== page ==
Gerry Adams may be quizzed as Stack murder probe continues
Detectives in the Republic have started conducting a fresh round of interviews with the family of murdered prison officer Brian Stack, as they attempt to identify the senior IRA figure who admitted the terror group was behind the 1983 killing.
Officers from the National Bureau of Criminal Investigation (NBCI) are attempting to build a profile of the man, who met the victim's sons, Austin and Oliver Stack, at an undisclosed location along the border in August 2013.
The meeting was organised by Sinn Féin president Gerry Adams, who brought the Stack brothers to meet the IRA leader in a blacked-out van.
It's understood gardaí met with Austin Stack for six hours in recent days as they step up their inquiries.
And it's now expected that gardaí will also interview Mr Adams, who has to date refused to divulge the name of the individual who confirmed the IRA's responsibility.
Opposition TDs have said that any refusal to pass over the man's name to the gardaí would represent an obstruction of a live murder investigation.
However, Mr Adams has said that the meeting was predicated on the principle of confidentiality and that he does not intend to breach that agreement.
Gardaí are understood to have the names of a number of senior republican figures, who they believe may be able to assist in the investigation.
Further interviews are expected to take place in the coming weeks in a bid to identify the IRA figure.
The man was not disguised when he handed the Stack brothers a statement, in which the IRA expressed regret for the killing of their father.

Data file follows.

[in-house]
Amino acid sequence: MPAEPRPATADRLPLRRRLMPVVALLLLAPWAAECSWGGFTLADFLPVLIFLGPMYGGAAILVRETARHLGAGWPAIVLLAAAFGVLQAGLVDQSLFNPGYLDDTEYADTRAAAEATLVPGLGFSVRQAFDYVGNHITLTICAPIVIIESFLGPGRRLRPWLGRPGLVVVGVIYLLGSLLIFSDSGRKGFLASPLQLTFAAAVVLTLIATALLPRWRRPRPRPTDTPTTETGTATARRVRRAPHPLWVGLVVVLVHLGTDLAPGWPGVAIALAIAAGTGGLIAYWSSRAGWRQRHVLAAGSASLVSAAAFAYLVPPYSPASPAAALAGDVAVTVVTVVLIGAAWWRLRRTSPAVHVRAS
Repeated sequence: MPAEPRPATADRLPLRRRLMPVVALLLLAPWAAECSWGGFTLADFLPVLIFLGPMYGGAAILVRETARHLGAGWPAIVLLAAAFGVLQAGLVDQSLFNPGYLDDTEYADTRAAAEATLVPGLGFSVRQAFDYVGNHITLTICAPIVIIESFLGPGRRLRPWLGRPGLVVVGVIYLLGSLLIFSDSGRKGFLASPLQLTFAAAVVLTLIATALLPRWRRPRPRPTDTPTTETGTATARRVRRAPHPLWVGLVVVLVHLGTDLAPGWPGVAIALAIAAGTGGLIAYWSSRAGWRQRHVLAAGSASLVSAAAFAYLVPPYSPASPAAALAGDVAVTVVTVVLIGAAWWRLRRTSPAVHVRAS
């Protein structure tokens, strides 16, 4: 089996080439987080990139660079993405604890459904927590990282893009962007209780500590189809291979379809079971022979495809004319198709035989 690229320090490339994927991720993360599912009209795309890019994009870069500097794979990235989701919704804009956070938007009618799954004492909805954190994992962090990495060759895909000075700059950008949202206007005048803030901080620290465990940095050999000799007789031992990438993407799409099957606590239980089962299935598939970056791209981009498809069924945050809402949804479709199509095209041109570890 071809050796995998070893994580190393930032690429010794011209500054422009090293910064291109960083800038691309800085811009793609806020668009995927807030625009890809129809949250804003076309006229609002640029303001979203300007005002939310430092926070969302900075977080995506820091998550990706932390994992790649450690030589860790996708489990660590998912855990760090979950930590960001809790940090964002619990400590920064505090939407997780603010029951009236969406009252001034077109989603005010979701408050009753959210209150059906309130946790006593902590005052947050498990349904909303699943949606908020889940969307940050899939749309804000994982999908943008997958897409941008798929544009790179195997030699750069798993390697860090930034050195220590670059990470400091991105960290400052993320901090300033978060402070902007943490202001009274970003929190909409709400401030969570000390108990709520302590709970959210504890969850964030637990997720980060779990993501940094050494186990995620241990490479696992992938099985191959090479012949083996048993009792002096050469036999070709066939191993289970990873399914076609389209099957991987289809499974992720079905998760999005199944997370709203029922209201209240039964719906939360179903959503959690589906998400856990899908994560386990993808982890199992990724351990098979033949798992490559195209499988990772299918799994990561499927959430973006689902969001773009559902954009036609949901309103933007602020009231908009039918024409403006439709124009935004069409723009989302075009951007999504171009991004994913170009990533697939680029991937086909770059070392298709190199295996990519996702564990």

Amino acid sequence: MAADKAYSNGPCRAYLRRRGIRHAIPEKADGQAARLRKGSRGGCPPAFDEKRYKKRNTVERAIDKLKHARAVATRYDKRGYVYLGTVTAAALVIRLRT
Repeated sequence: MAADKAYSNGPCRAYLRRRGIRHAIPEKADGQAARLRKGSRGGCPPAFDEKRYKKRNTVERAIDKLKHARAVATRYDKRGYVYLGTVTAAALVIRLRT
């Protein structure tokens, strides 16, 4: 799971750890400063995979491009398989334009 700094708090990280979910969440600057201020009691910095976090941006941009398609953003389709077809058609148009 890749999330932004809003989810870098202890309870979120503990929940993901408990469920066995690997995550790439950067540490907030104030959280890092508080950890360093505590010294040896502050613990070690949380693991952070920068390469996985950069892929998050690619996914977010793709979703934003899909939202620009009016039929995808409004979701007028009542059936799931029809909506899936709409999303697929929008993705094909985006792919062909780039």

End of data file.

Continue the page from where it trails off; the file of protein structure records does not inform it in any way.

The IRA leader also revealed that a man had been disciplined following an internal IRA investigation.
The meeting took place in a house, which gardaí believe may be located Northern Ireland, close to the border with Co Louth.
Last night, Austin Stack said he will not give up his fight for justice for his family.
"It is incredible that as we enter 2017, the leader of a political party can put on record in the Dáil that he will not cooperate with a murder inquiry," Mr Stack said.
"The most basic principle of republicanism is that all citizens are treated as equals.
"In this instance, Gerry Adams wants to be treated differently to other citizens. He wants different standards to be applied to him than any other citizen."
The Stack case has been discussed among senior ranking gardaí, after Mr Adams sent an email to the Garda Commissioner on February 23.
In the email, Mr Adams named four individuals who he says may have information in relation to the murder, which took place outside a boxing stadium in Dublin.
Two of the individuals - TDs Martin Ferris and Dessie Ellis - were named in the Dáil by Fine Gael TD Alan Farrell. Both say they have no information about the murder. The third individual named is a senior Sinn Féin politician who plays a direct role in devising party strategy.
The fourth man served as a senior IRA commander in Dublin.